Scents from inside the suit intertwined their intentions with the sights of tangled and tessellated hair illumed by firefly LED's, spiking my circulation with memories and murmurs of dopamine.
I took her by the gaze; she steered her sight away from mine. I led her through a glance that involved no scuffling of hands.
She was one of two wayward strangers passing in the cosmos; two separate glances met as objects in motion tending to motion. People aren't the same however.
Drifter was the term we were known as, people cast off of vessels and ships, mostly by accident, condemned to trudge about the universe until starvation kicked in or their oxygen-starved filters were finally incapable of operating. My unplanned departure from the mysteriously flaming vessel, Surveyor, had left me careening towards the scorching of the sun.
The communications spoon-fed me the same spitting static and ever constant resonant hum of electromagnetism. Hers must be damaged. Which wasn't all that uncommon. The micrometeoroids fed on us like gnats, their holes sealed up with a layer of gel immediately on impact. Just how the suit design was intended to operate.
We didn't need communications; her expression was that of one knowing and who admitted and was committed to their fate. I was still terrified of the thought. I hate the sun.
The days on most civilizations were spent brewing a rivalry with the native sun, to see if the star had survived another night without my swelling and underwhelming opposition. It is like a race, the sun laps me while I lapse, as tiredly and resignedly I rest. Parting glares and glances at dusk are commonly shared and misinterpreted between us in streaks of blighted crimson, cyan, and maroon.
Ahead of her I know she only sees the citronella-stained pale mauve and navy of the hemming of unraveling nebulae, and she is acquiescent of this fact and resigned to be reigned by stars.
We are a momentary retrograde of celestial bodies, then she has passed by. I can no longer block out the sun with my thumb at arm's length. I know that it would cover her figure from the nebulae.
The adrenaline rush begins to lessen and the cortisol continues to burgeon like embalming lighter fluid in my veins and vagus nerve. The ever-present resonant hum chanted cicada-like rites over the buzz of static. I stared down the sun as I marched toward self-evident immolation.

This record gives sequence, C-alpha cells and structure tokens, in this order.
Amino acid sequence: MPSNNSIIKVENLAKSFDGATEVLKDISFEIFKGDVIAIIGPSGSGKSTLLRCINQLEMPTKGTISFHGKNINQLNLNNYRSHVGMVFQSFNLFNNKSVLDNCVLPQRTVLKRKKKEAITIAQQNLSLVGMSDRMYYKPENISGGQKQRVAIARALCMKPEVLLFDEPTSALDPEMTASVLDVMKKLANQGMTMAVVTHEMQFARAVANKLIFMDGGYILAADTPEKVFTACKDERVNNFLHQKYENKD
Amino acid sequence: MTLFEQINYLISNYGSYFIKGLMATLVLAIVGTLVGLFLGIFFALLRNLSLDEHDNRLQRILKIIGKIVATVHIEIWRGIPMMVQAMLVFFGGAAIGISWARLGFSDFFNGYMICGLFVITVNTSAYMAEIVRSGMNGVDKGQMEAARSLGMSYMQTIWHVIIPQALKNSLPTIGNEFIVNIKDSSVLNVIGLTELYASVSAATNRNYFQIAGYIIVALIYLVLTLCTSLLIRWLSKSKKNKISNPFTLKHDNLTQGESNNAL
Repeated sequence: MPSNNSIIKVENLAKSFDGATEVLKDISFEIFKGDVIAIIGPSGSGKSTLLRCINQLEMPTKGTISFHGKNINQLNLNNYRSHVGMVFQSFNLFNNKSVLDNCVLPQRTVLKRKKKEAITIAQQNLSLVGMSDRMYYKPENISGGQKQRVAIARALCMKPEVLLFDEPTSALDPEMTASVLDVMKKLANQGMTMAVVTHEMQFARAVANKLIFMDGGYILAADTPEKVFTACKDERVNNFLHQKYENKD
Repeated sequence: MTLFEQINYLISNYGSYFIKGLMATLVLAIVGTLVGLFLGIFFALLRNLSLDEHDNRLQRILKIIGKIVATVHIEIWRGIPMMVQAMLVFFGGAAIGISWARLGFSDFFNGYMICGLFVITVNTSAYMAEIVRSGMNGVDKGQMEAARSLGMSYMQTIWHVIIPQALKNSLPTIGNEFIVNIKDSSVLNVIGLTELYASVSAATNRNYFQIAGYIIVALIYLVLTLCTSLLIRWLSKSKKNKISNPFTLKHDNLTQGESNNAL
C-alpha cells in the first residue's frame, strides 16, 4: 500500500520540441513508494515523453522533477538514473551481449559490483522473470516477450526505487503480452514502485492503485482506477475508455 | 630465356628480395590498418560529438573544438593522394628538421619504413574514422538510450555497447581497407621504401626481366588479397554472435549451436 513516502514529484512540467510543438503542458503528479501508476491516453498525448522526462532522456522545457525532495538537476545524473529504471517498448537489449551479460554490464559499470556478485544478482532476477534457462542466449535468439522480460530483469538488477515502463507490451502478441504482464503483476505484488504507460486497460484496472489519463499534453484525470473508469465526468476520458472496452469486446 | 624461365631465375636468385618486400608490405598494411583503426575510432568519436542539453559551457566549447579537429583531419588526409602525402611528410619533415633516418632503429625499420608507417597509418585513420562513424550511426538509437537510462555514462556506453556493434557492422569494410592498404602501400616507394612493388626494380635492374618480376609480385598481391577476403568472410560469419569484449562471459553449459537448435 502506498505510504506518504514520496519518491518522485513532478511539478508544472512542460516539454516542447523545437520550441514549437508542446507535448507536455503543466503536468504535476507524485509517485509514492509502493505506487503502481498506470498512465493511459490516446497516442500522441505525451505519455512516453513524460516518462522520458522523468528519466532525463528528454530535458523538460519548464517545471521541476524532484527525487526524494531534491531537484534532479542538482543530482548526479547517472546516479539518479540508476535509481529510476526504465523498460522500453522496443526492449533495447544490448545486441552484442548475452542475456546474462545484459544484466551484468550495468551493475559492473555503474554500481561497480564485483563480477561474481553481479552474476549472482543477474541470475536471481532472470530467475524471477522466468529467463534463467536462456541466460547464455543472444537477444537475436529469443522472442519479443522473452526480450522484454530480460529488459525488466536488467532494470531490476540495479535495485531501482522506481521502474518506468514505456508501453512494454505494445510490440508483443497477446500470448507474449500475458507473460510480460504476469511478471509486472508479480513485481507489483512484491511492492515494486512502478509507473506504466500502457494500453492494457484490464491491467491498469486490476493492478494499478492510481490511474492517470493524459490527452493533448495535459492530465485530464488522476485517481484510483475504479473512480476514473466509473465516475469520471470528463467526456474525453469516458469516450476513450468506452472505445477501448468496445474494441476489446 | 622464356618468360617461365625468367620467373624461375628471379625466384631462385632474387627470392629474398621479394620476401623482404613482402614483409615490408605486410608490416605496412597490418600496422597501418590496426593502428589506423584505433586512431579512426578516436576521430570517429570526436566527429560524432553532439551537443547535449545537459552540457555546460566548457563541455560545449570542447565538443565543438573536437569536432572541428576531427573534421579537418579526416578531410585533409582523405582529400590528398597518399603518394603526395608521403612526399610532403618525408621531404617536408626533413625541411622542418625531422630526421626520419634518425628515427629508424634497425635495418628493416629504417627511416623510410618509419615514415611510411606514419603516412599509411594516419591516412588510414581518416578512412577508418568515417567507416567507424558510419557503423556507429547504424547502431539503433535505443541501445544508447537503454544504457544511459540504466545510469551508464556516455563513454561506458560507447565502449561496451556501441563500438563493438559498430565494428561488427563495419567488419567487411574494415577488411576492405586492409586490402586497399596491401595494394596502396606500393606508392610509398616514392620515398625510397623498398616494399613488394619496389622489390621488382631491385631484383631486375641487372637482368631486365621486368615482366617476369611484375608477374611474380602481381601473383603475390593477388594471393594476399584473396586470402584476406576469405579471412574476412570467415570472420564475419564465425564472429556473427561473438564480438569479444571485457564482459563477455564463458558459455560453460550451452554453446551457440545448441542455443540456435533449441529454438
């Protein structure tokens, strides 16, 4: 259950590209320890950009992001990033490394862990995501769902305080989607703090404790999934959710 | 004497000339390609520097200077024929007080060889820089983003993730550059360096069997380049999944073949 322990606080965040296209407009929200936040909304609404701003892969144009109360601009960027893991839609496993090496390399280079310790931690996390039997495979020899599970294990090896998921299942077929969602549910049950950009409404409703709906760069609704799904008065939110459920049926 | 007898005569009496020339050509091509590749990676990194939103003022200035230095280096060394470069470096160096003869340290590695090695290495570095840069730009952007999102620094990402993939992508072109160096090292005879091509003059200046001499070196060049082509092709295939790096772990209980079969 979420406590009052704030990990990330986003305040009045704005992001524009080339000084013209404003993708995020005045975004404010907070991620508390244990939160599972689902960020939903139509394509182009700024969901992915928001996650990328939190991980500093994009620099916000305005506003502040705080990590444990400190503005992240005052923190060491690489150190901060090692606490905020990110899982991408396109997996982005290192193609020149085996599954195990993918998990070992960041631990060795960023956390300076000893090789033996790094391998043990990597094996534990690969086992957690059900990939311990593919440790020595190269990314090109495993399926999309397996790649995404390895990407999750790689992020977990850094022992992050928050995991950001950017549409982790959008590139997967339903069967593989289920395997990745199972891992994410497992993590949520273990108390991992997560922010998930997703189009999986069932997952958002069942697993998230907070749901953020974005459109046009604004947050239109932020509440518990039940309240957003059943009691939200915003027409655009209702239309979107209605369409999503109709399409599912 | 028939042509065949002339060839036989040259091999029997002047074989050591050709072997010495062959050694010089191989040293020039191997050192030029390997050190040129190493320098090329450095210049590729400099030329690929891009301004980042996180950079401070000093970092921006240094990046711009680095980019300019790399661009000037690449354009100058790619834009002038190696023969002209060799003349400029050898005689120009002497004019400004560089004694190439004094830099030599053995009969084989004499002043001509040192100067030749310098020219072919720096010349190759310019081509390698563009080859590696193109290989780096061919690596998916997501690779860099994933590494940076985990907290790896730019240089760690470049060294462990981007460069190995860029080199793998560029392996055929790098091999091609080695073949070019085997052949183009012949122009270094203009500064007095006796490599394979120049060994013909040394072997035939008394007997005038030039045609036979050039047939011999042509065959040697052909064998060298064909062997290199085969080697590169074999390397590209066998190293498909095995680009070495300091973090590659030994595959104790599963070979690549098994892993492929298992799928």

Holy shit there's some awfully poetic writing here.
This piece is highly abstract and buried in language so it took me almost and entire red through to realize what was going on. A science fiction piece where people who are blown or cast off ships careen through the ether endlessly to die. It's a flash vignette of the nonverbal interaction of two drifters similarly condemned passing by one another. This is a marvelously unique concept, it's heartbreaking and terrifying and interesting and honest. All good writing starts with a good concept, a good message, a good idea. You certainly have that here and I congratulate you.
You could creatively linebreak this and make this a poem. "tangled and tessllated," "fed on us like gnats," "laps me as I lapse" etc it's all good shit. I feel like this quality detracts from the piece a little bit in making the first three paragraphs of the poem fairly abstract. It's not really until the fourth, or maybe halfway through the third, paragraph until the reader, or this reader anyway, fuly understands what's going on.
"Their holes sealed up" is a little bit misleading, makes it sound like you're talking about holes in the meteorites (especially when you reinforce it with talking about the suits, it reads as though you're comparing similarities), rather than the holes the meteorites leave in the suits.
Any particular reason for your decision to relagate a lot of single sentences to their own paragraph? I see how the flow of the reading is somewhat fragmented, talking about differenct subjects every other sentence or so, but even in places where you have a sentral focus, like the "I took her" and the "she was one of" lines, those could easily be condensed into a unique paragraph and give this piece less of a, if not only visual, outline-ish or note-taken feel.
I really can't critique much on the content or language, I think this piece is perfect to me in a lot of ways. What I can do, however, is point out a few sentence structure things that I've noticed:
"Which isn't that uncommon" needs a subject, you could mate it to the preceding line as a participial phrase with a simple comma (which is how it reads anyway) to remedy that.
"Just how the suit was intended" is the same way, could be joined as a parenthetical phrase to the preceding sentence with a semicolon.
The ending is really good. My inbox has been full today of prose that wraps up in complete and pleasing ways, this is no exception. Solid beginning, solid middle, solid end. Well written and poetic, this is a remarkable deviation. Thanks for sharing!
Also ignore the star rating, rating critiques is stuuuuuuupid.
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